Ready for Pittsburgh: Cubs storm into playoffs with 97 wins


Ready for Pittsburgh: Cubs storm into playoffs with 97 wins

MILWAUKEE – Playoffs? Joe Maddon almost sounded like he had been pregaming a little too hard before his first press conference at The Cubby Bear last November.

And then the new Cubs manager offered to buy everyone the first round The Hazleton Way – a shot and a beer – at the bar opposite the Wrigley Field marquee. Whatever, forget it, he’s rolling.  

But this party will continue into October, the Cubs finishing an unbelievable regular season with 97 wins after Sunday’s 3-1 victory over the Milwaukee Brewers at Miller Park.

As crazy as that would have sounded at the beginning of spring training – when Maddon kept talking about the playoffs, man – how about that only being good enough for third place in the National League Central?

The Pittsburgh Pirates finally clinched home-field advantage for the wild-card game on Sunday, beating the Cincinnati Reds 4-0 to notch their 98th win.

So the Cubs will fly to Pittsburgh on Monday, work out at PNC Park on Tuesday and start potential Cy Young Award winner Jake Arrieta on Wednesday against Gerrit Cole (19-8, 2.60 ERA) and a Pittsburgh team that’s been hardened by earning three postseason appearances in the last three years.

[MORE: Why Cubs believe Jake Arrieta could be unstoppable in October]

“Obviously, the adrenaline’s going to run a little more,” Anthony Rizzo said. “But I think we’re ready for it. We played tough games against Pittsburgh all year – at their place, at our place – and we got Jake on the mound. We know when he’s out there, we’re a really, really loose bunch. We’re excited for it.”

Rizzo – who got his 100th and 101st RBIs with a bases-loaded single in the first inning – had stood in the same visiting clubhouse after Game 162 last season and said it was finally time to compete. 

That was before Maddon escaped from his contract with the Tampa Bay Rays, Jon Lester signed a $155 million megadeal to make history in Chicago and Kris Bryant, Addison Russell and Kyle Schwarber made their big-league debuts.

The All-Star first baseman then predicted a division title during a stop at a local elementary school leading up to Cubs Convention. The St. Louis Cardinals won the Central, but this is still a 24-game improvement from 2014.

“I just had a feeling that this was going to be a good year,” Rizzo said. “I obviously said it in January. But we just raised our bar. The bar is set from here on out – to keep repeating this.”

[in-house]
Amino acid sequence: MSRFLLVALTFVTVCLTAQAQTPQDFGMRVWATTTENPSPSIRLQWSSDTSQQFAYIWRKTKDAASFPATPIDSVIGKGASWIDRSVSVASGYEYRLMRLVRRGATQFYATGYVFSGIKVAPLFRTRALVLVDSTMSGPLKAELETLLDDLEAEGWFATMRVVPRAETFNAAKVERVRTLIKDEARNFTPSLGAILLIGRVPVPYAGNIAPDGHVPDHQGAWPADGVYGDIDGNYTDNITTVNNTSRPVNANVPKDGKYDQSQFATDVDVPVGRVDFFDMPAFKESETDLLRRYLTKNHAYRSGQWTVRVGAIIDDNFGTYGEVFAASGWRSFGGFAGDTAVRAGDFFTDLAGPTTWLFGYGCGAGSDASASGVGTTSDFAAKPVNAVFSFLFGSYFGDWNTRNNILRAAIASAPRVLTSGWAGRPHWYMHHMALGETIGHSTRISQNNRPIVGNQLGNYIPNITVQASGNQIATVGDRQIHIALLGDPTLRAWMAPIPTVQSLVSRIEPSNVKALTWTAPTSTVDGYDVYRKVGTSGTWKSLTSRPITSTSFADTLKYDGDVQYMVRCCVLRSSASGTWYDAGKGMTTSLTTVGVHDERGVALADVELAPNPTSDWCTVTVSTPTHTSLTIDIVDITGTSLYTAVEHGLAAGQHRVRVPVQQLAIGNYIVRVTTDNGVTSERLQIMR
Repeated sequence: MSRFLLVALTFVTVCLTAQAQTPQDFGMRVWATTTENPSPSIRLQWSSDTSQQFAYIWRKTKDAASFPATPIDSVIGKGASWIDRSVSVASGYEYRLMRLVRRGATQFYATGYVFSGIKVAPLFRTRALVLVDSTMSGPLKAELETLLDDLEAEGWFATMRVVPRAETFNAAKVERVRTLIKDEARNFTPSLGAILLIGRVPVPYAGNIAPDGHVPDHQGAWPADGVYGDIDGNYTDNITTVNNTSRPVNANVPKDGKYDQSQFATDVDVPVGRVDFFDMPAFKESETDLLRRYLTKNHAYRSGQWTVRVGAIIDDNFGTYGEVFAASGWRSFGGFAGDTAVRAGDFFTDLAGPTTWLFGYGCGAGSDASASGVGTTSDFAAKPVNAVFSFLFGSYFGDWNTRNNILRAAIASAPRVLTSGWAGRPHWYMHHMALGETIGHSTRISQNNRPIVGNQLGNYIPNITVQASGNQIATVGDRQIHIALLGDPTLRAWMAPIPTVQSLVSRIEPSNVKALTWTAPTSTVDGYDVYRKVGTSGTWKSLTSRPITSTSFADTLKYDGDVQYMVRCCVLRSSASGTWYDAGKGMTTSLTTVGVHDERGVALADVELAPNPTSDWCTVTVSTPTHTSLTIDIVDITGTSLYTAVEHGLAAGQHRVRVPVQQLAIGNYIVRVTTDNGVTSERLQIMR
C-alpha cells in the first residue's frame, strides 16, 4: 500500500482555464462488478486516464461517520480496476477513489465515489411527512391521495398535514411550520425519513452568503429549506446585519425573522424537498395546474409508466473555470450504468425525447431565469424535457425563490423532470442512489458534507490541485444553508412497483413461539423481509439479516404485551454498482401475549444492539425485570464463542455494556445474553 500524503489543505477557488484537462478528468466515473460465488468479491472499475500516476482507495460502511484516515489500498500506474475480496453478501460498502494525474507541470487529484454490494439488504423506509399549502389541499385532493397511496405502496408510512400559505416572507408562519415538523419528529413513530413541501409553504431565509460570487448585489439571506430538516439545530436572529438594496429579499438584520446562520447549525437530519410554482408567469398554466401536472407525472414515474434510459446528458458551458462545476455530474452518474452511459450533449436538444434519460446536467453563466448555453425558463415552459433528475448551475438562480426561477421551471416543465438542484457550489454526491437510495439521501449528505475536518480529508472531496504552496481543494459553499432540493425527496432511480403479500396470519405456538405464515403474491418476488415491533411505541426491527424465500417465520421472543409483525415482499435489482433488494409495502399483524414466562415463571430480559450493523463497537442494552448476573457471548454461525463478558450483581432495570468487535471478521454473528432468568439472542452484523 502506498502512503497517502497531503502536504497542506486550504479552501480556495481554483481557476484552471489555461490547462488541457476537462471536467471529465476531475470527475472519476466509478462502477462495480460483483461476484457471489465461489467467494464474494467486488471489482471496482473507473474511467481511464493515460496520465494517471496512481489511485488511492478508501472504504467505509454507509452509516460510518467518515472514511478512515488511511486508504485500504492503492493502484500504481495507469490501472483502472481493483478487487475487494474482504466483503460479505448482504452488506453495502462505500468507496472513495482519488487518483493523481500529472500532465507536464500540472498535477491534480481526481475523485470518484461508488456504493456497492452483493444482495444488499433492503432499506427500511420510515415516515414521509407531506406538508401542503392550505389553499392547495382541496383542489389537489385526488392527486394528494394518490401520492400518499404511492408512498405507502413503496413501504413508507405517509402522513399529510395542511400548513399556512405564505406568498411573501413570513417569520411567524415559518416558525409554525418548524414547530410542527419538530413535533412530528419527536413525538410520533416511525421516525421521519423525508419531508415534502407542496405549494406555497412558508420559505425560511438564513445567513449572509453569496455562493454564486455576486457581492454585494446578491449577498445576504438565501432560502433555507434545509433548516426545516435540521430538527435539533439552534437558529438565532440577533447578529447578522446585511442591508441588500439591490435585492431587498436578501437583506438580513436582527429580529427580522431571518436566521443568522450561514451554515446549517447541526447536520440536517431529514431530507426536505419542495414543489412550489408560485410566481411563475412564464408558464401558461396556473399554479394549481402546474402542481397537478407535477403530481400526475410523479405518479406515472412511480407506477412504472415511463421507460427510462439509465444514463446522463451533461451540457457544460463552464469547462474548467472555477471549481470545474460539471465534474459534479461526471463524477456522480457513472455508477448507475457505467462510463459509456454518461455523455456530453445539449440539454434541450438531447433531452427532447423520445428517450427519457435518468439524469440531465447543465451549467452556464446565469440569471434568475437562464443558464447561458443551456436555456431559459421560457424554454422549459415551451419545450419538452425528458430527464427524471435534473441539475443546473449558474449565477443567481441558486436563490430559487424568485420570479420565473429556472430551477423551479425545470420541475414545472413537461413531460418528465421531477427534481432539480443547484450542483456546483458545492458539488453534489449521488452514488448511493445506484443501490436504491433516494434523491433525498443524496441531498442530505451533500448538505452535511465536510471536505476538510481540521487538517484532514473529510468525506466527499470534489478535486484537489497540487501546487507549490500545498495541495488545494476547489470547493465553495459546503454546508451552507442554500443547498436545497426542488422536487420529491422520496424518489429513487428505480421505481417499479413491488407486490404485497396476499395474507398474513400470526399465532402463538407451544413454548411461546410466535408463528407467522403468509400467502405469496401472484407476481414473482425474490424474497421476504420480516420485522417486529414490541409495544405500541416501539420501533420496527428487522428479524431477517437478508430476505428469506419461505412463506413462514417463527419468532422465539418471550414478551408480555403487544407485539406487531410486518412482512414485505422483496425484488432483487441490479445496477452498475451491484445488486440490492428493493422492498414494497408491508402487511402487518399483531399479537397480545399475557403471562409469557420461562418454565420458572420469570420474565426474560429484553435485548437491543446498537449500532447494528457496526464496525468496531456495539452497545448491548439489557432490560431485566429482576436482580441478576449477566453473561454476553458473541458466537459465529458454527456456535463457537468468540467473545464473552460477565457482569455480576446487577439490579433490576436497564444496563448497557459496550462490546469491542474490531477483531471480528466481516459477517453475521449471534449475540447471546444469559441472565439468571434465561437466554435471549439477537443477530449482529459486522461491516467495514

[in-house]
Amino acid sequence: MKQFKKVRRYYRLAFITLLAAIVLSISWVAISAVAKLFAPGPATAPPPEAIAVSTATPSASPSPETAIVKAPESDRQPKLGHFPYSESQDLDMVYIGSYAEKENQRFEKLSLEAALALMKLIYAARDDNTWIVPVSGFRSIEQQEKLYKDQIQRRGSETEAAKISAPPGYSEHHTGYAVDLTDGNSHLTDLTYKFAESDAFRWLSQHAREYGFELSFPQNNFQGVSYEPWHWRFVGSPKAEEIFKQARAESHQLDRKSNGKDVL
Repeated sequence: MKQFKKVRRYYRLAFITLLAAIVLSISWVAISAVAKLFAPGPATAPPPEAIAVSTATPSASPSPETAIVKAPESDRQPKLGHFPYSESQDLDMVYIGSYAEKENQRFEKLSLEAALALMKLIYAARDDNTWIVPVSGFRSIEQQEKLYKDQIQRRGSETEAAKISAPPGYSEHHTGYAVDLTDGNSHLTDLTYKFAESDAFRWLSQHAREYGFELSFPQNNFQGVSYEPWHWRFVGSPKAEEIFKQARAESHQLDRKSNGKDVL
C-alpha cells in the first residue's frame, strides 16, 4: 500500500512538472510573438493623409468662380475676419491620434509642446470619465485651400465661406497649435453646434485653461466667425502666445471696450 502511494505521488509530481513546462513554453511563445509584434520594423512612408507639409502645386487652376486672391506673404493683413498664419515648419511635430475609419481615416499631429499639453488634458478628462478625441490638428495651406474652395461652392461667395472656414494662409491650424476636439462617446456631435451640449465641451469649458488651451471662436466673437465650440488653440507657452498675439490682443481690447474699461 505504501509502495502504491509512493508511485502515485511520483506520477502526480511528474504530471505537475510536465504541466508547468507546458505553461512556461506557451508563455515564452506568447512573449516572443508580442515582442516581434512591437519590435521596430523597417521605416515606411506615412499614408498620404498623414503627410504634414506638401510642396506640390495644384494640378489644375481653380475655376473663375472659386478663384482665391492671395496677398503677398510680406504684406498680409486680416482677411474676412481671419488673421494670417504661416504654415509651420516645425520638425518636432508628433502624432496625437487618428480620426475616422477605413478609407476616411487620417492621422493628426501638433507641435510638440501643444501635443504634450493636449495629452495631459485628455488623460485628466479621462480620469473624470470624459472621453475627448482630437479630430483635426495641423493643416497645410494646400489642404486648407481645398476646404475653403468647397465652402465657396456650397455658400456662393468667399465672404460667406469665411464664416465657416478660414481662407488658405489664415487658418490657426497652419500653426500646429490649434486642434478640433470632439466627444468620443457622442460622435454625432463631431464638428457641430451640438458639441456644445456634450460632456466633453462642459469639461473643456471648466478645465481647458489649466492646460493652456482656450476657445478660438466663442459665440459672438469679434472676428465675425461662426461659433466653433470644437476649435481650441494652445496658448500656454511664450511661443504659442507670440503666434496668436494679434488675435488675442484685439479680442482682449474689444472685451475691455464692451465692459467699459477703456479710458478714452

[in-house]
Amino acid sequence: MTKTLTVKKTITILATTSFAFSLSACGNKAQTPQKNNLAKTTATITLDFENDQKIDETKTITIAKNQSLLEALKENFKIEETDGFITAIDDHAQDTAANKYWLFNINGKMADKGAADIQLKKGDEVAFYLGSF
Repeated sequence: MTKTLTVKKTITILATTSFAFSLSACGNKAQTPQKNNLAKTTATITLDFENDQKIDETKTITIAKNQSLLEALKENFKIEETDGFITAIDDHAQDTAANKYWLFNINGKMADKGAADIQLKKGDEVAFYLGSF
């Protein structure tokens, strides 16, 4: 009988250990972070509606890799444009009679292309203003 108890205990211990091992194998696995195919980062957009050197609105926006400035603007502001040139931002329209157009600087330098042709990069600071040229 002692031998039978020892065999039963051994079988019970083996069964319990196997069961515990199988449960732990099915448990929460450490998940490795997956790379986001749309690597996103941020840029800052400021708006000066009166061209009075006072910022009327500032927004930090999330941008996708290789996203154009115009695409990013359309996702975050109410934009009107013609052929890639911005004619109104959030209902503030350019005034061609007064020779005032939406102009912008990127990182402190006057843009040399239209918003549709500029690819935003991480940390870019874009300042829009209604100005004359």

[ALSO: Motte trying to get back to Cubs for playoffs]

The Cubs watched Arrieta develop into a 22-game winner and finish with the lowest post-All-Star break ERA in major-league history (0.75). Bryant became an All-Star and had a Rookie of the Year season with 26 homers and 99 RBI.

Dexter Fowler had a sensational walk year, scoring 102 runs and filling holes at the top of the order and in center field. Hector Rondon – the Rule 5 guy – saved 30 games and put up a 1.67 ERA. 

“I’m really hoping or anticipating that our guys are going to be the same,” Maddon said. “That’s why I preach it all year long – I want us to play the same game. We’re not going to do anything differently.

“There’s not going to be anything new to put in there. There’s no new packages. We’re not running a new offense. We’re not going to blitz any more. No 3-4 (defense). Please don’t do anything differently. Just go play.”

The Cubs have gone 46-19 since getting no-hit by Cole Hamels and swept by the Philadelphia Phillies, the worst team in baseball, finding another gear that Theo Epstein’s front office didn’t see coming in Year 4 of the rebuild. 

The Cubs won 34 one-run games this year, 23 in their last at-bat and 13 in a walk-off celebration, showing mental toughness and pitch-to-pitch focus for a goofy bunch that likes to rub helmets and have dance parties in the clubhouse.

The Cubs closed with an eight-game winning streak and a real sense of momentum knowing Arrieta will stare down the Pirates in a one-game playoff. 

[SHOP: Buy Cubs playoff gear]

“We like our chances,” pitching coach Chris Bosio said. “We feel good about it. Everybody is pulling in one direction, believing. And that’s a powerful thing when you got millions and millions of fans and players and personnel all believing we can pull this thing off.

“We’re on a good roll. We just want to keep rolling. All we want to know is if it’s a day game or a night game.” 

It will be a 7 p.m. CST start on Wednesday in Pittsburgh and we’ll see how this group responds under the bright lights of October. The Cubs essentially had identical records at Wrigley Field (49-32) and on the road (48-33) this year and have an anytime/anywhere attitude with Arrieta on the mound.  

After finishing in fifth place five times during his first five seasons, making three All-Star teams, losing his job at shortstop and moving to second base without complaint, Starlin Castro might appreciate this more than anybody else inside the clubhouse.

“We worked so hard to be good,” Castro said. “And now is the time. Just keep showing it.”